Kim Zimmer is set to become FCBA President on January 1, 2020.
Ms. Zimmer is a criminal defense attorney in Syracuse, her hometown.
She started her career at the U.S. Department of Justice’s Honors Program in Washington D.C., as a Trial Attorney in the Tax Division. From 1991 to 1998, she was an Assistant U.S. Attorney in Albany. From 1998 to 2002, she was Senior Trial Counsel at the U.S. Securities and Exchange Commission in Boston.
Ms. Zimmer moved to private practice in 2002, joining Green & Seifter, Attorneys, PLLC in Syracuse and heading its litigation practice group. In 2008, she started her own firm, Zimmer Law Office, PLLC.
What is the case you are most proud of?
I helped a 33-year-old who had been in state prison for 10 years. He was serving a life sentence on an improper felony murder conviction. My client was purchasing drugs when two other guys broke in to the drug dealer’s apartment, and robbed and killed the drug dealer. My client was the only one convicted, when he was 21 or 22, and he received a life sentence. But he was not involved in the robbery and had no idea that a robbery would take place.
I prepared a state court petition seeking post-conviction relief. Before I even filed the motion, I brought it to the Onondaga County District Attorney’s Office, and they agreed to join the motion, in large part because they knew that the cooperating witness, who provided the only testimony that my client had knowledge of the robbery, was not involved and not even there in the apartment as he falsely testified at trial. My client could not, therefore, be convicted of felony murder since he had to have knowledge and involvement in the robbery to be properly convicted.
On July 3, 2018, after serving almost 10 years in state prison and thinking that he might spend the rest of his life there, my client went home to his family.
Why did you switch to private practice after years of government service?
I loved my years as a federal prosecutor. In 2002, I was looking to move back to Syracuse, and there was a government hiring freeze. Shortly after I had accepted an offer at Green & Seifter, U.S. Attorney Joe Pavone called me to tell me that the hiring freeze had been lifted and that I could return to the U.S. Attorney’s Office. But since I had already accepted with the law firm, and I always viewed it as important to my career to know how to do as many things as I could, I went to Green & Seifter and the decision to do so was a good one.
How did you come to start your own firm?
When I was in law school, I always wanted to have my own practice. And at my law firm, for a number of reasons, I was not able to do the criminal defense work that I wanted to do. Even though I was nervous to go out on my own, I began getting referrals that I would not have gotten inside the law firm. That is because other attorneys were reluctant to refer work, for business reasons, because I had partners who could have served the clients in other practice areas. I am very happy with this decision as it has not only allowed me to get more referrals, but also allowed me to be more visible and have my place in the criminal defense bar.
Describe your work in college disciplinary proceedings.
My work in this area started off with some of the Syracuse University basketball players, and it has now developed to getting referrals throughout New York State. I have worked with students from Hobart, RIT, St. Lawrence, Colgate, Hamilton, Cornell, and Syracuse. It is a niche area, and it is interesting work. It requires knowledge of the various schools’ codes of conduct and careful attention to the procedural rules. Most of the processes do not allow lawyers to act on behalf of the students, at least not directly. Therefore, much of my time is spent behind the scenes coaching and preparing the student to represent themselves in the disciplinary process. Those cases are a team effort, because the parents are almost always involved.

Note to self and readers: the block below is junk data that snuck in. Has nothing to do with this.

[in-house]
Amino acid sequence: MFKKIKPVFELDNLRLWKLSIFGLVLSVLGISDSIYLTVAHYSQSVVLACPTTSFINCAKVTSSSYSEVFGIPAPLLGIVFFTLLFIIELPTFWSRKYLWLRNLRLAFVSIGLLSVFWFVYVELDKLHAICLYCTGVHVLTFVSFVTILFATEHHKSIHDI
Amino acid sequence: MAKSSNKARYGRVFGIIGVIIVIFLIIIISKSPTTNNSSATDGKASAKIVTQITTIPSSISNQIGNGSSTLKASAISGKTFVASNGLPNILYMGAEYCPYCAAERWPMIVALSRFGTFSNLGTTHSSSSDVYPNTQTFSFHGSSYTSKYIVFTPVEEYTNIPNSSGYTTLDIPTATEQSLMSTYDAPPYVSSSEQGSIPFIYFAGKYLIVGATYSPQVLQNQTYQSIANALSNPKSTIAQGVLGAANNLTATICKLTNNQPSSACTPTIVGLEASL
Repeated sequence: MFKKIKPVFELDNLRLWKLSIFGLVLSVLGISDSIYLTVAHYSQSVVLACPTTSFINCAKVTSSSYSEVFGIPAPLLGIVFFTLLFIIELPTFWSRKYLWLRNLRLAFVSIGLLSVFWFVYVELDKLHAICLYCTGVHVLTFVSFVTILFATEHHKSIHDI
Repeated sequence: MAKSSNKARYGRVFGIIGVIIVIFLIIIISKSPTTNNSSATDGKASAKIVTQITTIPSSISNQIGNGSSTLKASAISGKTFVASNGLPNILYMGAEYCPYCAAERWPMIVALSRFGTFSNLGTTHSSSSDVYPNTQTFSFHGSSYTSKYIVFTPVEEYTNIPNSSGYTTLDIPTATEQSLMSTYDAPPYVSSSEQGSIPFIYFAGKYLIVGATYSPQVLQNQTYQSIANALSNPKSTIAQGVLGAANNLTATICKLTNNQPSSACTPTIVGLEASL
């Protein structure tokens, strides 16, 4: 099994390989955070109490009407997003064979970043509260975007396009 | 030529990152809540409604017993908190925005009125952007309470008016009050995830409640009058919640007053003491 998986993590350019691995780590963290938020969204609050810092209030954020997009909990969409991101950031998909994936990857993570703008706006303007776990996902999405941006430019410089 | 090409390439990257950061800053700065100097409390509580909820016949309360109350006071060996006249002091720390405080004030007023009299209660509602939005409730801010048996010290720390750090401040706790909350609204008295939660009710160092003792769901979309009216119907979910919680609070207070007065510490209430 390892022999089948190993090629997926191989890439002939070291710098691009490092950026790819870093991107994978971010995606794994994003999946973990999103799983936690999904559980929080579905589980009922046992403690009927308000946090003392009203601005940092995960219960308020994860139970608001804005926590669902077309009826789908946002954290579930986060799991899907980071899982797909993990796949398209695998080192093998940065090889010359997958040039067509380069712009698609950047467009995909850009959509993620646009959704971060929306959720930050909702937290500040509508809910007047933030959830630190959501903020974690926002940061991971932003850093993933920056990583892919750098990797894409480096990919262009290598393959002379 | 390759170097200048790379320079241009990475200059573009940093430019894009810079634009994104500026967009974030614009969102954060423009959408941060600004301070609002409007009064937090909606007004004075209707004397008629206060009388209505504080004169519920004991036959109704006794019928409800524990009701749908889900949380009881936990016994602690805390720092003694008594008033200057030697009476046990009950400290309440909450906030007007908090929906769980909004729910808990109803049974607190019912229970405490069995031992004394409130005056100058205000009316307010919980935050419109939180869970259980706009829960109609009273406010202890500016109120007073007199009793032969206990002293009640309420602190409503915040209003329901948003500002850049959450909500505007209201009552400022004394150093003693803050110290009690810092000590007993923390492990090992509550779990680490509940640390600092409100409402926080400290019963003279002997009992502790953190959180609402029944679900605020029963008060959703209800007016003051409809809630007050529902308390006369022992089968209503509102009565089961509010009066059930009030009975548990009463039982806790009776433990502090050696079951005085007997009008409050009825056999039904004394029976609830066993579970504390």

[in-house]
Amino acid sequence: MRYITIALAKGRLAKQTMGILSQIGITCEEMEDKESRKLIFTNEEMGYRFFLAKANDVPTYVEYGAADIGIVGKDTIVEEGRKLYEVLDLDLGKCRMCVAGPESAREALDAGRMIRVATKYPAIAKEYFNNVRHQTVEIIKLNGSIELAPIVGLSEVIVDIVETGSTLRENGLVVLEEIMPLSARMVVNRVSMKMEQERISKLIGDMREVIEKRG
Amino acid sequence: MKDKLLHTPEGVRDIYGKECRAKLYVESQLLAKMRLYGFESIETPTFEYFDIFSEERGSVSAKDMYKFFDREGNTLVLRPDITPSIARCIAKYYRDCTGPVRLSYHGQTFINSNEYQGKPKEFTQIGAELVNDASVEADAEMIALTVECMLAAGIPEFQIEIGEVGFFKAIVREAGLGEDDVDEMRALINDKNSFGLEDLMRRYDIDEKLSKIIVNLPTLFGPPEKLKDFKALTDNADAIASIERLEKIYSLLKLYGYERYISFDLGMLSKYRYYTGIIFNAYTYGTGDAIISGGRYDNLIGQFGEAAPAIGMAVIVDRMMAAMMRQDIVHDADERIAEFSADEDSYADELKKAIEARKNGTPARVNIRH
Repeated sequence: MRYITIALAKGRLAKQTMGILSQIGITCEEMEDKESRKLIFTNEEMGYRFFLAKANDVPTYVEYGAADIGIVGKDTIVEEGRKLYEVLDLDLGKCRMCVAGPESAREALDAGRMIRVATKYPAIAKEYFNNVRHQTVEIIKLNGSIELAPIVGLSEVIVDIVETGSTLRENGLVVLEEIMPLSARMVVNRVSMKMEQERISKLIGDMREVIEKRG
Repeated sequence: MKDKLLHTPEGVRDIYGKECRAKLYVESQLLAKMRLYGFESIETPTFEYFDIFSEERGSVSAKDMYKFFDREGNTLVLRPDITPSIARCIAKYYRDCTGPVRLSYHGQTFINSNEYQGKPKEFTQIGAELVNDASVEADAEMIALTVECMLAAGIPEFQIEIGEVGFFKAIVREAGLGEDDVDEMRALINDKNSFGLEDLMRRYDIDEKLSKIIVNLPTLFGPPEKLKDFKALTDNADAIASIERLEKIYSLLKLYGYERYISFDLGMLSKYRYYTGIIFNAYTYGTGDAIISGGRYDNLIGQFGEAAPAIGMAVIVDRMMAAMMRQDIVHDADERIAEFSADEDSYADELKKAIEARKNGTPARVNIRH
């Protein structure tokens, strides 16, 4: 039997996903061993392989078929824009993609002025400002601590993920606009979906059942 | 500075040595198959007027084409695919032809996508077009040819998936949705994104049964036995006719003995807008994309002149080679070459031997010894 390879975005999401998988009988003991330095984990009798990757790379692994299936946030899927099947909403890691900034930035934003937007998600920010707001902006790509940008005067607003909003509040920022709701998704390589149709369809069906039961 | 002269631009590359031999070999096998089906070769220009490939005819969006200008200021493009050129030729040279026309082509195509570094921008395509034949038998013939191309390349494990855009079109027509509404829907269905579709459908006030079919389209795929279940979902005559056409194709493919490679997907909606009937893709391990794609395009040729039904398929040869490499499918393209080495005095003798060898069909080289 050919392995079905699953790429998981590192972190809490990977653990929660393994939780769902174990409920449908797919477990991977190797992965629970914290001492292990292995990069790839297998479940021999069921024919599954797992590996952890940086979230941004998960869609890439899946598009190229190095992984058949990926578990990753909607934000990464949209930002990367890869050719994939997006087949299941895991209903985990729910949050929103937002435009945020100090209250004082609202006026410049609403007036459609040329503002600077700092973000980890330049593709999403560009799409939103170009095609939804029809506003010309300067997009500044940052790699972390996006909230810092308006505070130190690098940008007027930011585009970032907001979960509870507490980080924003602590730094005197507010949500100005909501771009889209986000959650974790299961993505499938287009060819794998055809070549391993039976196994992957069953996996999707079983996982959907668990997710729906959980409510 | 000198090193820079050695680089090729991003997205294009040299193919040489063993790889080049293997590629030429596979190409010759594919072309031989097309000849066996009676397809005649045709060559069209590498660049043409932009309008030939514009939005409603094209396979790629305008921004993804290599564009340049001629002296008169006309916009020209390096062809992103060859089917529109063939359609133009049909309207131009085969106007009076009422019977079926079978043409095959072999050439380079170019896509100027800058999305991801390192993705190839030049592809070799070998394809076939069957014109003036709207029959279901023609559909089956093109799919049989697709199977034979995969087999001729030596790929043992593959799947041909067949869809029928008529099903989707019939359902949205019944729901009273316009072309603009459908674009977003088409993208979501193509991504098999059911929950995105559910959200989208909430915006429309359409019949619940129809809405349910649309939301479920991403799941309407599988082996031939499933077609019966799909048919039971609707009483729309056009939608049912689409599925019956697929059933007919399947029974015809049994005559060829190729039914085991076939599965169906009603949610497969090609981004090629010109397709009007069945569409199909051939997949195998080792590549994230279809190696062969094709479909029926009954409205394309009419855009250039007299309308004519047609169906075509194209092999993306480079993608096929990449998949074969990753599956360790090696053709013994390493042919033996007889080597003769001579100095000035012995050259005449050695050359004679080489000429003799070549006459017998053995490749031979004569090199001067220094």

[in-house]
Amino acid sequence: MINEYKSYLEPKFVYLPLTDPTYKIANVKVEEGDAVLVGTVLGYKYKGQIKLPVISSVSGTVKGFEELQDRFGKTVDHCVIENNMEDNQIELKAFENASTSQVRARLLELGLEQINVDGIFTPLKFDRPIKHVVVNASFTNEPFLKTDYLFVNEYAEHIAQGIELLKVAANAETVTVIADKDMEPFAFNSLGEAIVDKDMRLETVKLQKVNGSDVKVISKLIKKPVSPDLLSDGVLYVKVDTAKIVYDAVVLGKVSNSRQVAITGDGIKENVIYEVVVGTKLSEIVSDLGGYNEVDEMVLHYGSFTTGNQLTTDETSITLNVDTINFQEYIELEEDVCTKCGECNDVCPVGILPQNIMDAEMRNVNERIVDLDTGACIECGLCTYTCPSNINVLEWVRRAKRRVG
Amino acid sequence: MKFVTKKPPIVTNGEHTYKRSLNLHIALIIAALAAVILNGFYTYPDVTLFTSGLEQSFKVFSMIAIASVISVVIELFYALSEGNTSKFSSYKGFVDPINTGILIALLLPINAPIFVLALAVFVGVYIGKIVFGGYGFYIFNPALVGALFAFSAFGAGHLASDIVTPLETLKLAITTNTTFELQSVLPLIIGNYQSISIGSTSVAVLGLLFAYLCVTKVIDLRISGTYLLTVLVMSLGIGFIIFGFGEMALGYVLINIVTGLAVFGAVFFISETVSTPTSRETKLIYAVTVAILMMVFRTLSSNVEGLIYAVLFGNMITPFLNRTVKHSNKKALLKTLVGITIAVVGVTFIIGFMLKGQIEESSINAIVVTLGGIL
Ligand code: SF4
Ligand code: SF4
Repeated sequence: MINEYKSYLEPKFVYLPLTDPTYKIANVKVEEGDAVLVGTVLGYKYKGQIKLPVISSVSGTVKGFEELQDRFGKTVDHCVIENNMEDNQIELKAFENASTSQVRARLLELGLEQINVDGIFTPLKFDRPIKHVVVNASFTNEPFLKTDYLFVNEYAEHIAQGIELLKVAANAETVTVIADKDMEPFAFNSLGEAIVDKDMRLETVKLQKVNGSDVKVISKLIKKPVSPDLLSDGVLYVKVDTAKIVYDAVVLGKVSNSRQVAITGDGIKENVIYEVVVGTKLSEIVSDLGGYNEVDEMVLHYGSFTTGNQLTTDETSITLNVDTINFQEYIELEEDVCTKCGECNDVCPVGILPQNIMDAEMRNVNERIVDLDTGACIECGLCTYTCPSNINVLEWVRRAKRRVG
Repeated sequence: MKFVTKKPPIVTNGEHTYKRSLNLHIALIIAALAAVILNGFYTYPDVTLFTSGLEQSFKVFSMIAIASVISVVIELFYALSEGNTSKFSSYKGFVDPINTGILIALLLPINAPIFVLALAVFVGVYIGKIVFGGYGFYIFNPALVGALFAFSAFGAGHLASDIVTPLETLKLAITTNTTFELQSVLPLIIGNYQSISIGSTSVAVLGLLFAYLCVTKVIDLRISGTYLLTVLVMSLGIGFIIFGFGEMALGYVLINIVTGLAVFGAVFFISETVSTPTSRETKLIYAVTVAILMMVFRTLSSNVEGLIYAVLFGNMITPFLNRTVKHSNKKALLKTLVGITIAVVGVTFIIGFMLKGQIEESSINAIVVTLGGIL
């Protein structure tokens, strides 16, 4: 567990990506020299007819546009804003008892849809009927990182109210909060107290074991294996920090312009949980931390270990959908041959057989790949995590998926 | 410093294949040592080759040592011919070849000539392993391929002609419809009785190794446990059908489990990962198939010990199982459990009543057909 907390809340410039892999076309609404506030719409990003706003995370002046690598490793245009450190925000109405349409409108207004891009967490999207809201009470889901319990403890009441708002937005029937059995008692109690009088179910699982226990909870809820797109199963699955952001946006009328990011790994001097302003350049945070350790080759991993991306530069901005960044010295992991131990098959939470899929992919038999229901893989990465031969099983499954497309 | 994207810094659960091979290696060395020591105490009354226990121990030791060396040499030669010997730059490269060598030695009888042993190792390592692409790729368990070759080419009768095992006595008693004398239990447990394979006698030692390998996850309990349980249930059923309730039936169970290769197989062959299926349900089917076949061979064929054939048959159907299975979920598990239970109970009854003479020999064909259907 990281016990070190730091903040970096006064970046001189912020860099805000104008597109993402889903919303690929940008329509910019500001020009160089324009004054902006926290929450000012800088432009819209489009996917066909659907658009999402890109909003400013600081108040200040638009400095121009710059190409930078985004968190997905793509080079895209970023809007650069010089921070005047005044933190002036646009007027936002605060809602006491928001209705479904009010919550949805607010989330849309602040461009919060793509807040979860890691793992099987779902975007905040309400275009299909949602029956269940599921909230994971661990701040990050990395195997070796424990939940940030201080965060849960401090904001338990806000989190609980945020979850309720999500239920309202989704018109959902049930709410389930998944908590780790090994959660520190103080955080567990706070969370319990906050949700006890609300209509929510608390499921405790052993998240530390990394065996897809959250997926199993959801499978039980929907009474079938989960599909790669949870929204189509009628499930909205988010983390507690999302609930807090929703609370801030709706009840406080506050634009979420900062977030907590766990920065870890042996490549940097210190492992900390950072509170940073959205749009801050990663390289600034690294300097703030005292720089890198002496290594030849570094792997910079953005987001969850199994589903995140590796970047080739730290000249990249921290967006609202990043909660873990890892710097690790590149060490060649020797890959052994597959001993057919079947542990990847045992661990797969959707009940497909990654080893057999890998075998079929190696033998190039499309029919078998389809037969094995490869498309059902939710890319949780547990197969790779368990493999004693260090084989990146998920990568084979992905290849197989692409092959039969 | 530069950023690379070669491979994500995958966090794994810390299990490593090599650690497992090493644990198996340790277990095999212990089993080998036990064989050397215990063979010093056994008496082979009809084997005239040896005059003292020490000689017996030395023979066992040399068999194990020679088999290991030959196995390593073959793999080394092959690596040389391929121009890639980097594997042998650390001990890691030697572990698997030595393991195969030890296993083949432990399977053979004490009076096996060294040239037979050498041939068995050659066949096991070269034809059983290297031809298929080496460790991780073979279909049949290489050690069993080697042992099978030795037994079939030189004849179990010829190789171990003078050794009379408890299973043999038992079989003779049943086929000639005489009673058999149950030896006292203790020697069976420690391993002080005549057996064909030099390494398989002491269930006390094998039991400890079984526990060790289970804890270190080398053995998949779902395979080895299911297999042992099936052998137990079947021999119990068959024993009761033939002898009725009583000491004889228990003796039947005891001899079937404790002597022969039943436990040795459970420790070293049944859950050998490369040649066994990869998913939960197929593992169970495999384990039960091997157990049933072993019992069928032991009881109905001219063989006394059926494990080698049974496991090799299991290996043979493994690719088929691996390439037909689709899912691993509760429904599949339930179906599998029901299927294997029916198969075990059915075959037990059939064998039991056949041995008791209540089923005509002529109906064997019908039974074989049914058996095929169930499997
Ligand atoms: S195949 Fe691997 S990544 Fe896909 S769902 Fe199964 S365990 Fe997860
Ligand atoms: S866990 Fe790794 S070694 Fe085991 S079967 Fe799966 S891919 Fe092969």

What are the cases that stay with you over the years, that you find yourself thinking about again and again?
“My people” stay with me. Specifically those who have worked hard to change and transform their lives. I find it very rewarding to be in a situation where I can help people make important life changes. Some former clients were not willing to change, but those that were willing needed the guidance. I hear from many of my clients, often during the Christmas season, letting me know that they are continuing to do well.
Describe some of your contributions to the FCBA.
I headed up the Criminal Law Practice Committee within FCBA, was the FCBA secretary, and was instrumental in starting the social events that we now have throughout the district. Camaraderie within this organization is very important to me. That is because I have made many great friendships with other lawyers and had some of the best mentors, whom I credit with helping me develop as a lawyer. I want members of the FCBA to meet and come to know each other, and have this invaluable resource, as I have had, in their careers. As FCBA President, I will focus on building camaraderie.
What advice do you give to law students or young attorneys?
It is important to broaden your experiences as much as you can, and not to get stuck. Many attorneys get stuck and become afraid to make a move. Experience as many practice areas as you can, and do not allow yourself to get stuck or complacent. The practice of law can be very fulfilling and is an art, not just a way to make a living. I firmly believe that if you are an unhappy lawyer, you can do something about that as there are ways to practice law besides the traditional ones we always think of.
What do you like to do in your spare time?
Ideally, be on a beach somewhere. Travel is my number one thing. I also enjoy reading, a good glass of wine now and then, working out, and watching sports, especially SU.